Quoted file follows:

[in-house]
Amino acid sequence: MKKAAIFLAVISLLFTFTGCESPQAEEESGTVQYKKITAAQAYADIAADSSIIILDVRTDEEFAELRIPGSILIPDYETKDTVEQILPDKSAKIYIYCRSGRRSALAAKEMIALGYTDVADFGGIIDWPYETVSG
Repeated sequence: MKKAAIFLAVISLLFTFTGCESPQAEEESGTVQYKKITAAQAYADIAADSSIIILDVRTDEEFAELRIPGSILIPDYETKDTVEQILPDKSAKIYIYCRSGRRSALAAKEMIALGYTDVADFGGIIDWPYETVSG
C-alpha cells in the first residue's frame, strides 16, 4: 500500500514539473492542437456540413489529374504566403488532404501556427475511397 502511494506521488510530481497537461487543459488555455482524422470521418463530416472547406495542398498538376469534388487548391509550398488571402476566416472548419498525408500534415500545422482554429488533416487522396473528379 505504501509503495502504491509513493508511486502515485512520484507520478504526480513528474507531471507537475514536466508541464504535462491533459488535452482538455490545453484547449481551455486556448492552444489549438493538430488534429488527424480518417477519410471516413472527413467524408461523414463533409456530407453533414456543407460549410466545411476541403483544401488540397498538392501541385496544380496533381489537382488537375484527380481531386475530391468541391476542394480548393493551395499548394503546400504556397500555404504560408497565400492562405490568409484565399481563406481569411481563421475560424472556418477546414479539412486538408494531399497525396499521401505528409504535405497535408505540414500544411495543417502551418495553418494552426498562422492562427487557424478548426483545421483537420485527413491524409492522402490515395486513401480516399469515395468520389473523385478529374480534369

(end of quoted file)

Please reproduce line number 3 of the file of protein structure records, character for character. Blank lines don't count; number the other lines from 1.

Repeated sequence: MKKAAIFLAVISLLFTFTGCESPQAEEESGTVQYKKITAAQAYADIAADSSIIILDVRTDEEFAELRIPGSILIPDYETKDTVEQILPDKSAKIYIYCRSGRRSALAAKEMIALGYTDVADFGGIIDWPYETVSG